Play Ball!


If ye then, being evil, know how to give good gifts … , how much more shall your Father who is in heaven give good things to them that ask him? (3 Ne. 14:11).

“Now, listen up, guys. This is the last game of the season,” Coach said. “We’re tied for first place with the Grizzlies. If we win today, we’re in first place. We can do it! Just go out there and play the kind of baseball we’ve been playing all season. OK now, let’s go!”

We huddled around the coach, listened to his pep talk, then broke with a big yell—it always gives me gooseflesh.

We were scoreless for the first two innings. Then the other team got two in the bottom of the third and one in the fourth, and it stayed 3–0 through the fifth. We were really down.

But in the sixth inning my dream came true. The Grizzlies pitcher was tiring, though I don’t know why—we certainly hadn’t overworked him—and walked the first batter. Then Tubby hit a line drive for a base hit. Tyler hit a long fly ball to center field, and the guy out in the daisies dropped it. I couldn’t believe it!

So the bases were loaded with no outs, and I was up.

“Stee-rike!”

I pushed my hair back up under the batting helmet and crouched lower.

“Stee-rike two!”

I hadn’t made the strike zone small enough.

“Ball.”

That was better.

“Ball two.”

“Ball three.”

The three-two pitch was on its way. I connected with a crack you could hear two blocks away! The roar from the crowd was like nothing I’d ever heard before. They knew it was a home run before I got to first base. I flew around those bases, almost catching up with Tyler. Thanks at least partly to me, we’d won four to three! We were the Bridgeville Little League champs!

That night at home I told Mom that the whole team would be going to Baltimore to see the Orioles’ doubleheader the following Saturday. That was our reward.

“Oh, Billy. I’m sorry. We’re going to your grandmother’s next weekend.” Gran was getting ready to move to the retirement community near our home. “I know you’re disappointed,” Mom went on, “but she called and asked if we’d help by cleaning out her attic.”

Well, I slumped off to my room and thought about how rotten it was to miss out on the Orioles games. I mean, people call me Billy-O because I’m such an O’s—that’s what we call the Orioles—fan. I couldn’t believe this was happening to me.

But happen it did, and the next Saturday I was where I didn’t want to be—at Grandma’s old house in the country.

When I went up into the attic with Mom to go through old boxes, I found some neat stuff. I was so busy looking at things that I almost forgot about the Orioles game. Then I found the box.

“Hey, Mom, look at this! It’s scrapbooks full of news clippings about the Orioles! Sherm Lollar, Stan Benjamin, Howie Moss, Kenny Braun. I’ve never even heard of these guys. They aren’t on any of my baseball cards.”

Mom said, “Let me see, Billy.”

“Wow! This stuff is from the 1940s, Mom. And everything’s written by the same person, Stats McGillicudhay.”

Mom looked at the scrapbooks, opening each book in turn. She smiled as she ran her fingers up and down the yellowed newspaper clippings. “I think you’d better ask Gran about this later.”

I wasn’t sure what Gran would know about baseball, but it was her house, so maybe she’d know something about where it all came from. I set the box aside, and we kept on sorting things—old clothes over there, books over here, and so on. Every now and then Dad came up and carried another box away. I held on to the baseball box.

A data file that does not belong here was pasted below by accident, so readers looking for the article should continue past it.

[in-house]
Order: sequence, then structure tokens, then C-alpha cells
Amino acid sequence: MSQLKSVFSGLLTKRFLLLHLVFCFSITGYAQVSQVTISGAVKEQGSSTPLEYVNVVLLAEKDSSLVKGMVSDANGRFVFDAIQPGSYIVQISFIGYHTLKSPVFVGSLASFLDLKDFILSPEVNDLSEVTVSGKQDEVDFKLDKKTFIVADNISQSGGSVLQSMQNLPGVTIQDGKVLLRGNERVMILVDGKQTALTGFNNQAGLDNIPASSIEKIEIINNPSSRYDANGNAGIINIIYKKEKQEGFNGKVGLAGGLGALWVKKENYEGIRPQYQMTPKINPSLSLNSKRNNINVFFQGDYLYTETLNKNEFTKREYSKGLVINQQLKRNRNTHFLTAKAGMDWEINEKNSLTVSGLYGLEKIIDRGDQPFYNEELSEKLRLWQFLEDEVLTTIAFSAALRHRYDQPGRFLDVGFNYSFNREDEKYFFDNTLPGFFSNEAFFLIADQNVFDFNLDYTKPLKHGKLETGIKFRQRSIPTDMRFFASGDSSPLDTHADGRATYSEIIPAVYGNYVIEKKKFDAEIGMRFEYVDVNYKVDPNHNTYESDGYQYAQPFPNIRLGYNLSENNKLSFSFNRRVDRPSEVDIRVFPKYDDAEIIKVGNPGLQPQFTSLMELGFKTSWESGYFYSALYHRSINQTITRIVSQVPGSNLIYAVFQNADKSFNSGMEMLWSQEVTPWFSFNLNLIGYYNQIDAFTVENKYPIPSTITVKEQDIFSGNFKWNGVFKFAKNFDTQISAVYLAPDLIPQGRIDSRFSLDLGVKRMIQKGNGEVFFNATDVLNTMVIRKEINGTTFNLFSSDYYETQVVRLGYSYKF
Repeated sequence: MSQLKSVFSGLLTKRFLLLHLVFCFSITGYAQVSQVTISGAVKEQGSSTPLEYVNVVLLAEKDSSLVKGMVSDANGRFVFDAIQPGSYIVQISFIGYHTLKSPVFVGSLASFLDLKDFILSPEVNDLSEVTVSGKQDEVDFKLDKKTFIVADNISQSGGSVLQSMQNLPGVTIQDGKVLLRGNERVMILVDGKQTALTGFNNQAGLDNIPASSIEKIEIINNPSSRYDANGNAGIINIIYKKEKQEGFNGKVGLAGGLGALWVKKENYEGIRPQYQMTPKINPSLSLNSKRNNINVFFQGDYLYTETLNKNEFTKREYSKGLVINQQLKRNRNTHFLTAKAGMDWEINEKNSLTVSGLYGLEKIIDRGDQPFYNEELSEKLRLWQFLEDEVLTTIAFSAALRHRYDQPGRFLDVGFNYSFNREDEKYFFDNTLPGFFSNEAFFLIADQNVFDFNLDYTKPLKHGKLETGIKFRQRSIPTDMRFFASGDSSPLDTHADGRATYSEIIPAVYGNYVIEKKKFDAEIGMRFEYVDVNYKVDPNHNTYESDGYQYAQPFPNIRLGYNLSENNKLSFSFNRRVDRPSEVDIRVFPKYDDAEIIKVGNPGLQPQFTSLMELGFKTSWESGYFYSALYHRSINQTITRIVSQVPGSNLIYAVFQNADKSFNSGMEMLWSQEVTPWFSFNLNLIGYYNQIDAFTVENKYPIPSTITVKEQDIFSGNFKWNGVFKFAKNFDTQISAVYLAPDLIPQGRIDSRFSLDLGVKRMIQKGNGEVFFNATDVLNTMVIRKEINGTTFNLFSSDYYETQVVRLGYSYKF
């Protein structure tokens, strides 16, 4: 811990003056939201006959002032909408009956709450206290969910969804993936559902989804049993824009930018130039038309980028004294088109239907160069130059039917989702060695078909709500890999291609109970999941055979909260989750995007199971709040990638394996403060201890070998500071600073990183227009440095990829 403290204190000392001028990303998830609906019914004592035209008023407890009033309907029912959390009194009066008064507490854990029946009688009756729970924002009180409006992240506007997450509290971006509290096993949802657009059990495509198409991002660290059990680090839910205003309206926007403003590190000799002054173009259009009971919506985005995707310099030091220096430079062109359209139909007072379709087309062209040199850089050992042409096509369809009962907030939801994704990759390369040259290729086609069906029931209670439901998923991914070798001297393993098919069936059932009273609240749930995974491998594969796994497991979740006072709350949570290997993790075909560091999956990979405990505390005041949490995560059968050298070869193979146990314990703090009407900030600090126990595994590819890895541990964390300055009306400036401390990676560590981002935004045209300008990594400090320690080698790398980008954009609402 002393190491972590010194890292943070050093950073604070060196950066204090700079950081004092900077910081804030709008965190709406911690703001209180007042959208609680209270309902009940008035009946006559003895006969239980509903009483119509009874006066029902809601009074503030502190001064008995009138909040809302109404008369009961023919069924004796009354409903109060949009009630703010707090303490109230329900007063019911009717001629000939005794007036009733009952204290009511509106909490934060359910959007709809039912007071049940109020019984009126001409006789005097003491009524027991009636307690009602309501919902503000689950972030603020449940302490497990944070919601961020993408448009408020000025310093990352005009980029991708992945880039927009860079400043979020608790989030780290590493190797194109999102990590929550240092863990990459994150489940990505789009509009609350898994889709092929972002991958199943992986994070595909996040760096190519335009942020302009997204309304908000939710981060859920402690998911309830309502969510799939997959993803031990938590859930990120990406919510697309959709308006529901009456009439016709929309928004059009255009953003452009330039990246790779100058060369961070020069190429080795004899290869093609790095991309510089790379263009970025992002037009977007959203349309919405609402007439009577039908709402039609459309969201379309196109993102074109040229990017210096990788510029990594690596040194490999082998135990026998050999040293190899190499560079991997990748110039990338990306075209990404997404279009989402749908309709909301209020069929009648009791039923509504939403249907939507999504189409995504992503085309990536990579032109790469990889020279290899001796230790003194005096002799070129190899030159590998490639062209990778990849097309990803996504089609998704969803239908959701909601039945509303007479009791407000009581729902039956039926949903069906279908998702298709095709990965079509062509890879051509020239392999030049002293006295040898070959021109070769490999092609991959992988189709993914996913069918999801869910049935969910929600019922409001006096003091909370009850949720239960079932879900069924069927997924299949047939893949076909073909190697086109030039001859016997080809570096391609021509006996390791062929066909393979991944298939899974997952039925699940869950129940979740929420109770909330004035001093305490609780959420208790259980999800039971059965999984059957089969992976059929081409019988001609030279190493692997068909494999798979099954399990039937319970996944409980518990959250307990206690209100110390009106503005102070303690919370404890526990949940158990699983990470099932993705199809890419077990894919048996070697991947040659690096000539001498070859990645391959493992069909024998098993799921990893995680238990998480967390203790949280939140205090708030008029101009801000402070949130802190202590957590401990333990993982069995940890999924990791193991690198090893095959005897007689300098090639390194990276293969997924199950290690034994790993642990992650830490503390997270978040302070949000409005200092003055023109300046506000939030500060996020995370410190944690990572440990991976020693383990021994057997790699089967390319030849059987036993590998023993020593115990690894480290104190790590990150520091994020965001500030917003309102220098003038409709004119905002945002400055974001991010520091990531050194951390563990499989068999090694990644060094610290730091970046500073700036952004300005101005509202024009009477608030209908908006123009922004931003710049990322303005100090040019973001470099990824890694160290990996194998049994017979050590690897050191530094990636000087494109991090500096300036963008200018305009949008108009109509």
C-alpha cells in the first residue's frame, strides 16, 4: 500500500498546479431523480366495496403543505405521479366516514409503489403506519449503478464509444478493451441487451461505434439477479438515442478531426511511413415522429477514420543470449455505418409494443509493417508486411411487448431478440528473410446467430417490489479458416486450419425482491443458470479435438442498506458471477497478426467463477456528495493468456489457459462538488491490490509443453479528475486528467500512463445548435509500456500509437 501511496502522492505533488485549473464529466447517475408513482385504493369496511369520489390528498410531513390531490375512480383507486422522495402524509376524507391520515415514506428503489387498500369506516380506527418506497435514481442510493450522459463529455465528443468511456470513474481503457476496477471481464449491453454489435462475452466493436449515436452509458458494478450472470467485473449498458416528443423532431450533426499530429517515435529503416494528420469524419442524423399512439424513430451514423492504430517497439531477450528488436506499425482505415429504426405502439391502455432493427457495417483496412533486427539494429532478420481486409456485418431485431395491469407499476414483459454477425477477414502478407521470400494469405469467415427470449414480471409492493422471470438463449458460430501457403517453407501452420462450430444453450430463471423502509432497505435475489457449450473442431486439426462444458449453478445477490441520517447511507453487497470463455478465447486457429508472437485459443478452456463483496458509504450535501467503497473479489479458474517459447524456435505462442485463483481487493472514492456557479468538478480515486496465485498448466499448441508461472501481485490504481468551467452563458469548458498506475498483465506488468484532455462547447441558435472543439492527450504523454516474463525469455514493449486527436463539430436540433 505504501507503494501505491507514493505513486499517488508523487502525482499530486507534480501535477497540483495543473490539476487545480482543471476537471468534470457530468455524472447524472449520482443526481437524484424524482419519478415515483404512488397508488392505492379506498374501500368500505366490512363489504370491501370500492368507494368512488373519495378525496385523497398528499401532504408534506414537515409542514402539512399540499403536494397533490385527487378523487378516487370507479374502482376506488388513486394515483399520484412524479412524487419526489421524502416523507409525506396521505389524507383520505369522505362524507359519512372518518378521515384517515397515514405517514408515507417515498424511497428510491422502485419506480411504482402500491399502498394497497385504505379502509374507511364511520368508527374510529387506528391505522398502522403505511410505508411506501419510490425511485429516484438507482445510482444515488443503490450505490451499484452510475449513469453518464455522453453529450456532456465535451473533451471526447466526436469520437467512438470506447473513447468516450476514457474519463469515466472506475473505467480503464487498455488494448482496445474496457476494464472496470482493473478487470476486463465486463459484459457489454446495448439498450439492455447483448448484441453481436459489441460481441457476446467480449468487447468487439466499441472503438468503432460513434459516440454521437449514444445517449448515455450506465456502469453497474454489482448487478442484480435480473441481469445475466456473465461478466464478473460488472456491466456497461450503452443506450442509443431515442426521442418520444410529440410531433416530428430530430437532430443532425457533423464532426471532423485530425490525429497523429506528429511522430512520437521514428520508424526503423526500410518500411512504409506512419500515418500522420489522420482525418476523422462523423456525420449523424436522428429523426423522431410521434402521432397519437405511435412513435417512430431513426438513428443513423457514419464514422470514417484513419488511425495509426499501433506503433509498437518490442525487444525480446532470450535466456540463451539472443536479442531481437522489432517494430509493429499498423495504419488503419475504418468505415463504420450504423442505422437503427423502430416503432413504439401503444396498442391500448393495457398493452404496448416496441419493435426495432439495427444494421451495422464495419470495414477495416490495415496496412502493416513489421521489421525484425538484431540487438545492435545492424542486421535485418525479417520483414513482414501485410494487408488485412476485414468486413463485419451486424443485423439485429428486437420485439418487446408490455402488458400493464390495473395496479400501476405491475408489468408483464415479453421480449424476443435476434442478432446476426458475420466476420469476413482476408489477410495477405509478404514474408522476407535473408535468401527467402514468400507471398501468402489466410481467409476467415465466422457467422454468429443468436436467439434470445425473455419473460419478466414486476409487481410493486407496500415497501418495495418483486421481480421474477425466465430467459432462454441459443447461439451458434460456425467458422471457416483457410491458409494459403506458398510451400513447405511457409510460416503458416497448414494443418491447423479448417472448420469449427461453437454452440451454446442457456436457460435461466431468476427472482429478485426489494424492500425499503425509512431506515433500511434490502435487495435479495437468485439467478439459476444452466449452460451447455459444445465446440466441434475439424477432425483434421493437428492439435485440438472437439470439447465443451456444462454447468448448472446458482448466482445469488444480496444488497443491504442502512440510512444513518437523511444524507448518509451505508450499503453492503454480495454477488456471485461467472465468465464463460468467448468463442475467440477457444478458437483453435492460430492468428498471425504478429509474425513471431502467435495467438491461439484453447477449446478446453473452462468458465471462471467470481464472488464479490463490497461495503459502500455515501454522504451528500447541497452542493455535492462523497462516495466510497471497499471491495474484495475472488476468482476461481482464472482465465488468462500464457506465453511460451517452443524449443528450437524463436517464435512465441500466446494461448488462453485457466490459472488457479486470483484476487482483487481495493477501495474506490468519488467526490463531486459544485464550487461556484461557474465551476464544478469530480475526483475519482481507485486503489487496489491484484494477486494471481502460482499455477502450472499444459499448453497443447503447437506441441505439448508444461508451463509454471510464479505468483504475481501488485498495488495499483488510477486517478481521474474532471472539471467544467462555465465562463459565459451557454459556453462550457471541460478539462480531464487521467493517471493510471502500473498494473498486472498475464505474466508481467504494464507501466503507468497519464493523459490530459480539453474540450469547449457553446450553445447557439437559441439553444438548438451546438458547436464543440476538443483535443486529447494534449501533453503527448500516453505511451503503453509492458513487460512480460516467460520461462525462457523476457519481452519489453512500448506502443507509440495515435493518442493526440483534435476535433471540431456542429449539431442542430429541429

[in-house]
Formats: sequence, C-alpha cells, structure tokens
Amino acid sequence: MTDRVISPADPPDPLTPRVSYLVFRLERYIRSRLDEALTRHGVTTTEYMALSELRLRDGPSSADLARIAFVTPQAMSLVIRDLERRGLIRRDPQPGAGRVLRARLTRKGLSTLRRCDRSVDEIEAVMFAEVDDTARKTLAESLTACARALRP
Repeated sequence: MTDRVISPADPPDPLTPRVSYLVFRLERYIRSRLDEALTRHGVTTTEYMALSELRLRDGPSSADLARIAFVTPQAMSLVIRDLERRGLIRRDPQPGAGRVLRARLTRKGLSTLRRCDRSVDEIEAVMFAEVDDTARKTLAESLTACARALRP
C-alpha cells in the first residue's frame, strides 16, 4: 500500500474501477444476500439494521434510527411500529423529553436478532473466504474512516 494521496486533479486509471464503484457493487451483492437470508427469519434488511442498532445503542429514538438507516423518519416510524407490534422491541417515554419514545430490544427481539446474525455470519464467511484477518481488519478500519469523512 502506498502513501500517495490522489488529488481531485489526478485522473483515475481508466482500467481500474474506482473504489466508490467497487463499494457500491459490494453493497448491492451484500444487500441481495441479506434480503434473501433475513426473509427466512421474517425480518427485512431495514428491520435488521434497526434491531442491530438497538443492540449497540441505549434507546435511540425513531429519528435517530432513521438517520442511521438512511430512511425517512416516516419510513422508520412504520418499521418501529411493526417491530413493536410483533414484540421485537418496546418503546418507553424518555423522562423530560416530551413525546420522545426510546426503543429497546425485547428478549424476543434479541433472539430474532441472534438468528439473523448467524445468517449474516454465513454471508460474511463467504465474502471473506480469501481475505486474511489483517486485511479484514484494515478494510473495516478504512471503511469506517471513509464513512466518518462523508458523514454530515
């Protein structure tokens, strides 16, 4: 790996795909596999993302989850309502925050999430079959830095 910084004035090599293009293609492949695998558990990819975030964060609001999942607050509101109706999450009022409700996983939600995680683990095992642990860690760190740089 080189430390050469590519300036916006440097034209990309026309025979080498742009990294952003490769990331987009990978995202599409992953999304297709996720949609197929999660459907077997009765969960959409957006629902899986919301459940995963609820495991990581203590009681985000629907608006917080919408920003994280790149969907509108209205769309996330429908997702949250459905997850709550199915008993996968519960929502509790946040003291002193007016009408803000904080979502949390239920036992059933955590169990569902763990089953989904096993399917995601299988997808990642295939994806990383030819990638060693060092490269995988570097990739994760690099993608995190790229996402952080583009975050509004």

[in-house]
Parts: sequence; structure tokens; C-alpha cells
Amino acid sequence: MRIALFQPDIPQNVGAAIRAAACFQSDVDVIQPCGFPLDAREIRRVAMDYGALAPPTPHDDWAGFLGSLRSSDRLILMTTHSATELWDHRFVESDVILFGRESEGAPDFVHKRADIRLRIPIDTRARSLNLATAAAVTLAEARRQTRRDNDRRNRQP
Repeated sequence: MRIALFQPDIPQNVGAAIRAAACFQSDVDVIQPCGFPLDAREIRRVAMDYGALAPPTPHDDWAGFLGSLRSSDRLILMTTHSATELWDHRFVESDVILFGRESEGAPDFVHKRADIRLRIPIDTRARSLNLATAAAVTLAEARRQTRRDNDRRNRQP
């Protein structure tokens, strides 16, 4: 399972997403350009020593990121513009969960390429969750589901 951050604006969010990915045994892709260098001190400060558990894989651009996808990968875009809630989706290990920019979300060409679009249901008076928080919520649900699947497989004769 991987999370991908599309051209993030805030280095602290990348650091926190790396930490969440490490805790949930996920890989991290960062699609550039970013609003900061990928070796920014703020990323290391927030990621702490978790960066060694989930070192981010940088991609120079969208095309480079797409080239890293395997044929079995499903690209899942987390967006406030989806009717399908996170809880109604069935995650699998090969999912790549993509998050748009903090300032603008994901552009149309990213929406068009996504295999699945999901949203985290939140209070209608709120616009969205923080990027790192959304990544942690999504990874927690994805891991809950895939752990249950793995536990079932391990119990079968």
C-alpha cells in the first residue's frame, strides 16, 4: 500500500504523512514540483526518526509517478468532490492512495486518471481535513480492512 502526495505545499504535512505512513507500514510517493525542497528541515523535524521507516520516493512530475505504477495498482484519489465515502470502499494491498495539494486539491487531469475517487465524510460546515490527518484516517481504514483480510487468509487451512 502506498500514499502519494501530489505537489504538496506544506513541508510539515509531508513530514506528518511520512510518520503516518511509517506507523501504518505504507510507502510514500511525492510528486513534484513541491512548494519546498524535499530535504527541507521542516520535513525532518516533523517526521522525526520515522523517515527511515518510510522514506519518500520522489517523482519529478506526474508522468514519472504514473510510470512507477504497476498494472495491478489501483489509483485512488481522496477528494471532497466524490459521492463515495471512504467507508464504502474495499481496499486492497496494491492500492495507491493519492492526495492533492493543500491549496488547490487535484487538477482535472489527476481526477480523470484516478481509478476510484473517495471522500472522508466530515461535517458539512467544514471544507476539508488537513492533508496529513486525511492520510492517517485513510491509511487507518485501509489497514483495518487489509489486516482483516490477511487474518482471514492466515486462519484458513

Finally we finished and went down to one of Gran’s great dinners—fried chicken, potato salad, apple pie—the works!

After dark, Gran and I sat on the porch, watching fireflies.

“Gran, who was Stats McGillicudhay?”

“What? Where’d you hear that name, Billy?”

I told her about the scrapbooks in the attic, and she laughed softly. She was quiet for a long time before she said, “I lived in Baltimore when I was a girl. My grandfather took me to many baseball games every summer. The Orioles were in the old International League then. I loved baseball—the heat, the sounds, the smells, the hot dogs, the soda pop, and, of course, the game itself. Most of all, I loved the special time I spent with my grandfather.

“In high school I wrote for the school paper, but it wasn’t fashionable for girls to write about sports. That was a boy’s-domain-only in those days. So I wrote articles about books, records, and dances under my name, and slipped in baseball articles under the pen name of Stats McGillicudhay.

“I used the same pen name to write baseball stories for the local paper, too, and kept on writing them clear through college. Then I married your grandfather and, what with the farm and my kids, I never got around to even going to another baseball game, much less writing anything. In fact, living so far out in the country, I hardly ever even saw a game on TV.”

I could hardly believe it. My grandmother had been a sports writer! I told her all about our Little League season, and she really listened and understood everything.

“Billy,” she said, “next summer when I’m in the retirement community, maybe they’ll let me write about the Little League games for the Bridgeville Times. I’d like that. It would make this move easier for me if I had something to look forward to.”

That was two weeks ago. Today I got a letter from Gran. In it were tickets to the Orioles’ three-game series with the Blue Jays next week. She said that she had the seats next to mine and that if Mom or Dad would take us, I could explain to her any changes in the game since she last saw one.

Yeah, I can do that.

[illustrations] Illustrated by Mike Eagle